Navy cranks up experimental railgun rate of fire (VIDEO)
By Chris Eger
The Office of Naval Research quietly released footage of the all-electric railgun spitting out a couple of rounds back-to-back at Mach 6.
The undated footage comes from Naval Surface Warfare Center Dahlgren Division, named after the famous 19th Century admiral whose “Dahlgren Gun” changed naval warfare leading to his nickname as the “Father of American naval ordnance.” And the electromagnetic railgun may be just as revolutionary.
As noted by the ONR’s page on the weapon, the 32-megajoule prototype launcher uses magnetic fields created by electrical currents to rapidly accelerate a projectile cradling armature between two rails– hence the term. This shoots a 35-pound kinetic projectile that carries no explosive to distances as far as 100-miles away at speeds of 4,500 mph. That is a couple of times faster than any current artillery and is inexpensive compared to a missile of the same range. Further, since the shells are inert, it simplifies storage and transport, enabling ships using them to not only buy them cheap, but stack them deep.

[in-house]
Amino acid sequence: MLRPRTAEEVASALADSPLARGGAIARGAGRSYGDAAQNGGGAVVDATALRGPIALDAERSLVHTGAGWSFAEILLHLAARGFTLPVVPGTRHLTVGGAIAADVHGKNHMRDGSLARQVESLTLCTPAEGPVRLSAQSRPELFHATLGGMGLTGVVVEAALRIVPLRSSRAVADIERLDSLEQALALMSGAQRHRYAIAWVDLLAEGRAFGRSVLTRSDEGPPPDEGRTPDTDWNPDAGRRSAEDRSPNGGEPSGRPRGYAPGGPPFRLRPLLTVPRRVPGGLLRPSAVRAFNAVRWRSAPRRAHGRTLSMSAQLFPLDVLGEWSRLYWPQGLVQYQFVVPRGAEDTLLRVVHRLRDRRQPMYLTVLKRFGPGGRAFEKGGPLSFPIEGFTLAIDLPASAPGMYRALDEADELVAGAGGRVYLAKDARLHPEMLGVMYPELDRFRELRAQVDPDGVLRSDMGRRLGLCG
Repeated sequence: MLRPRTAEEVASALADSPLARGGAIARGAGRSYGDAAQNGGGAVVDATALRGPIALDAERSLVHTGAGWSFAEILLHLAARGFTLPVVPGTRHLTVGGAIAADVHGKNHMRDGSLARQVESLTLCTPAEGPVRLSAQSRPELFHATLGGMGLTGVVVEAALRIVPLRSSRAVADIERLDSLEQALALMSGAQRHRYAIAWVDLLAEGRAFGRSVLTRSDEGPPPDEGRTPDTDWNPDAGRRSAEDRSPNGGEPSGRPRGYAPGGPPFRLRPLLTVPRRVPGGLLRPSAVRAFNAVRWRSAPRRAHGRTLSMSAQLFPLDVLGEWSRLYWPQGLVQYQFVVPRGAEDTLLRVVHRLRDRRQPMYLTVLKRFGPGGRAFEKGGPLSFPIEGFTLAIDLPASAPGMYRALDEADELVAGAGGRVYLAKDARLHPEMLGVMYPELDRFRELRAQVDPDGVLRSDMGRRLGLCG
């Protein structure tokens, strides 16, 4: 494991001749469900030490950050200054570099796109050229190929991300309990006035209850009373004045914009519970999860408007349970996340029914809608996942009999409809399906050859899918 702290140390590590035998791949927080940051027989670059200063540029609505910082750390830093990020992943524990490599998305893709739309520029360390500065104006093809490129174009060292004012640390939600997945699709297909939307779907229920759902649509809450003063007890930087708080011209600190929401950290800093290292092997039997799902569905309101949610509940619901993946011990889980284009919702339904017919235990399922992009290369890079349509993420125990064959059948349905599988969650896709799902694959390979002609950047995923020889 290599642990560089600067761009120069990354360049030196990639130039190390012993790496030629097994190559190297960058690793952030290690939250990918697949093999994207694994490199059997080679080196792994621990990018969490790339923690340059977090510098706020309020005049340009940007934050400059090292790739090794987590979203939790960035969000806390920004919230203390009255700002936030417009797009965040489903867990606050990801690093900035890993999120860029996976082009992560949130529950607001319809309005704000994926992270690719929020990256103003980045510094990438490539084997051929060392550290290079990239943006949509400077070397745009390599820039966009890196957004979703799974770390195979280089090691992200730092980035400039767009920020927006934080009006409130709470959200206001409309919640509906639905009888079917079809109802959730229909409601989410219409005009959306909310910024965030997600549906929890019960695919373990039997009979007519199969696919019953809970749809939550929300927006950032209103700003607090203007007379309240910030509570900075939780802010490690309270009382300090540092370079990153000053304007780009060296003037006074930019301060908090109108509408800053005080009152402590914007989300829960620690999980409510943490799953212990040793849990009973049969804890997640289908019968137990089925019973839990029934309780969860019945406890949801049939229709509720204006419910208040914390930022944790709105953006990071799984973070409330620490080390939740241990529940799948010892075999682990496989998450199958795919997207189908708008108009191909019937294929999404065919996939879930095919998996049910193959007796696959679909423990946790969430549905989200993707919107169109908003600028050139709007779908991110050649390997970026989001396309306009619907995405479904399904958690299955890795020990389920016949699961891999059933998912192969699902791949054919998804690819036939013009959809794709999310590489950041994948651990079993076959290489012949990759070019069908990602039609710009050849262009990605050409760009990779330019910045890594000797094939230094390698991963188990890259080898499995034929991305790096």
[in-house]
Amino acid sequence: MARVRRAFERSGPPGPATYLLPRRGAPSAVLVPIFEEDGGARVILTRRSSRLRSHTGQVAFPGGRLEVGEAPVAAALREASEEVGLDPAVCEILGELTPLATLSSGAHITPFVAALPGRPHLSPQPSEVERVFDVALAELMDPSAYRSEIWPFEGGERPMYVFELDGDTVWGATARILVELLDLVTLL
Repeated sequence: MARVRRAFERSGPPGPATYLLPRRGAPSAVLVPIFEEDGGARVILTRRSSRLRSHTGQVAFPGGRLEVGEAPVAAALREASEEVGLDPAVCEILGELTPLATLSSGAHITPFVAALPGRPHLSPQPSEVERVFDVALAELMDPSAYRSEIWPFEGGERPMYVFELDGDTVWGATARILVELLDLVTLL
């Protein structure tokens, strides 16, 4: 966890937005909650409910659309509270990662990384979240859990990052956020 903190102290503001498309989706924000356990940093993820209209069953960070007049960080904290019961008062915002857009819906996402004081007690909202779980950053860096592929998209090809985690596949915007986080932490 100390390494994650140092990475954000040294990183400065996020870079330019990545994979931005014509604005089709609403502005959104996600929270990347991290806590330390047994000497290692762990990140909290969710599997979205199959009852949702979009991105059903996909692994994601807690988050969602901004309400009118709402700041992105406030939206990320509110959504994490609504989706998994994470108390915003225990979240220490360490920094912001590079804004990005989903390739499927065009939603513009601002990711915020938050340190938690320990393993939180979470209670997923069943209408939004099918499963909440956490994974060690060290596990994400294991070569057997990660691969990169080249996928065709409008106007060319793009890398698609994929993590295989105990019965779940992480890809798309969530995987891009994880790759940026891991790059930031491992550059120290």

The electromagnetic railgun projectile is a 35-pound dart encased in a discarding sabot shown being exhibited by Adam Jones, a Naval Surface Warfare Center Dahlgren Division engineer, to Rear Adm. Ronald Boxall, director of Surface